How well does your sleeping brain prepare you for a new day? Researchers at Rice University, backed by the U.S. Army Military Operational Medicine Research Program (MOMRP), are poised to find out. 

Engineers at Rice University’s NeuroEngineering Initiative in partnership with the Institute of Biosciences and Bioengineering (IBB) and physicians at Houston Methodist Hospital and Baylor College of Medicine will develop a “sleeping cap” to analyze the cleansing flow of fluid that drains the brain of common metabolic waste during sleep. 

The $2.8 million award issued through the Medical Technology Enterprise Consortium is for the first year of what the research team anticipates will be a multi-year grant from the U.S. Army. The primary goal is to noninvasively measure and modulate the flow of cerebrospinal fluid as it circulates through the brain and clears waste. 

Ultimately, the team aims to develop a lightweight, portable skullcap that can analyze and stimulate proper flow to treat sleep disorders in real-time. 

How sleep deprivation affects soldiers is of great interest to the military, Behnaam Aazhang, director of the NeuroEngineering Initiative and the J.S. Abercrombie Professor of Electrical and Computer Engineering at Rice, said in a statement.

“They want to understand the glymphatic system and what happens when soldiers lack sleep,” Aazhang said. “If a measurement says the flow is not sufficient, that’s a red flag.”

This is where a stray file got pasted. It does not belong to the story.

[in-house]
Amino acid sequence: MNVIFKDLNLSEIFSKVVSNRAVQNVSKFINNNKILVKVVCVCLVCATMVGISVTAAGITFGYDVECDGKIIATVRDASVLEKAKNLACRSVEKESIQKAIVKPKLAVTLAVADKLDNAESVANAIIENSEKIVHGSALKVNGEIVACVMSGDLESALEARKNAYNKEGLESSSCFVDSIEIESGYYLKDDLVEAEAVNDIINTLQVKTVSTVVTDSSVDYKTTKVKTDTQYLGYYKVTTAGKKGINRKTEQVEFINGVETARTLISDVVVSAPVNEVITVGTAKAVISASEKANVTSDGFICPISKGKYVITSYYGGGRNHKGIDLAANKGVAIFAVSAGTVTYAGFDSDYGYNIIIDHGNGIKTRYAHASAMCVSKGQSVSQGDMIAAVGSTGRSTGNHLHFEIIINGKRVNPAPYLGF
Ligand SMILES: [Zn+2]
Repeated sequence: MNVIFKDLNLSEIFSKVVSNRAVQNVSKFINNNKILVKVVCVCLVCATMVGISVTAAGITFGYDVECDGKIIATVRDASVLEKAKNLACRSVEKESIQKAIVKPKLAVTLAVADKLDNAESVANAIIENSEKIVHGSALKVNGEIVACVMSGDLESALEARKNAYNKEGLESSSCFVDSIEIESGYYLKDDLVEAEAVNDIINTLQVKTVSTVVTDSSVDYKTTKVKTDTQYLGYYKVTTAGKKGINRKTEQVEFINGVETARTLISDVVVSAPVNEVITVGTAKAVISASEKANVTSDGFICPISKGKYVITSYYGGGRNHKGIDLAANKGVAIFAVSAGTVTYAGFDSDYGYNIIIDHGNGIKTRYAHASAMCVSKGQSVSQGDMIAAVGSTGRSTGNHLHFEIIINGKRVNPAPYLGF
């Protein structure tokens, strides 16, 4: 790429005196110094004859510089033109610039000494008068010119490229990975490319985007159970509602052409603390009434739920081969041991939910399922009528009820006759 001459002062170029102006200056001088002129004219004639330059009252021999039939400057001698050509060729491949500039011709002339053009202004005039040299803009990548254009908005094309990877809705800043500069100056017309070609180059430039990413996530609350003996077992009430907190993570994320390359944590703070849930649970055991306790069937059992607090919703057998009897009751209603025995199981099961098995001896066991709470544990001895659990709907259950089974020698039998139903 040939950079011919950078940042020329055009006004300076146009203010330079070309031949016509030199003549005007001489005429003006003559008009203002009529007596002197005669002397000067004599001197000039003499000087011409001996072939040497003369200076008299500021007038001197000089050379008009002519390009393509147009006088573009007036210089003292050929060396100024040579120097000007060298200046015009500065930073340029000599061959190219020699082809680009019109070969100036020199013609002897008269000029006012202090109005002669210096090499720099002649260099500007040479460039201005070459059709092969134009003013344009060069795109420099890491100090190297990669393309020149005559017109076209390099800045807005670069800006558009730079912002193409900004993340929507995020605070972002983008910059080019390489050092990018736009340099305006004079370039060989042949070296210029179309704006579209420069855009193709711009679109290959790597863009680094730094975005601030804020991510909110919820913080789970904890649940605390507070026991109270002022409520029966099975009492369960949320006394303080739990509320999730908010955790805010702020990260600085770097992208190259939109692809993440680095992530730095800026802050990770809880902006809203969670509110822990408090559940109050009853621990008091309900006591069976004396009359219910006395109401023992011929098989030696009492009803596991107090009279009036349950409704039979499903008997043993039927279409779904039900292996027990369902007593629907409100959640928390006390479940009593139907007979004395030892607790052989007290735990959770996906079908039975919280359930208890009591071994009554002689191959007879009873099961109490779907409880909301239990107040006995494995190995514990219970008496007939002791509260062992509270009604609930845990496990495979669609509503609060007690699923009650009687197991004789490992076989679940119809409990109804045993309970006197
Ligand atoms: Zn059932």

The glymphatic system pumps cerebrospinal fluid into the brain during sleep, flushing misfolded proteins and other biochemical waste, a process first described only within the past decade.

The current gold standard to view fluid flow in the brain is magnetic resonance imaging, Paul Cherukuri, executive director of the IBB, said in a statement.

“Since an MRI can’t be easily transported, the Department of Defense asked if we can design a small, portable cap that can measure and modulate the brain health of warfighters during sleep to enhance their performance,” he said. “Developing this prototype will require us to start with off-the-shelf devices and learn from them in parallel with building our own sensor technology and algorithms at Rice. 

Rice engineers will develop the technology to be evaluated at Houston Methodist and Baylor through work with healthy volunteers and patients. They expect to use several techniques, including ultrasound stimulation and electromagnetic signaling, to measure interstitial fluid as it flows out of the brain to the lymphatic system for disposal.

The final device will combine and analyze multiple streams of data through machine-learning software to be developed at Rice. The merged data will eventually allow clinicians to get a real-time picture of how well the brain is clearing itself. 

To start, Houston Methodist and Baylor clinicians will gather data from participants through sleep questionnaires, activity and sleep-tracking devices and commercially available headsets that monitor cerebrospinal fluid flow and compare them with MRI results.

“While humans spend almost one-third of their lives sleeping, a unifying theory about the role of sleep and its impact on human survival and function has not been identified yet,” said Fidaa Shaib, an associate professor of medicine at Baylor in the section of pulmonary, critical care and sleep medicine. “Technologies that facilitate clearing wastes and preventing their deposition in the brain are relevant to patients with sleep disorders, especially those at risk for such neurodegenerative diseases as Alzheimer’s.” 

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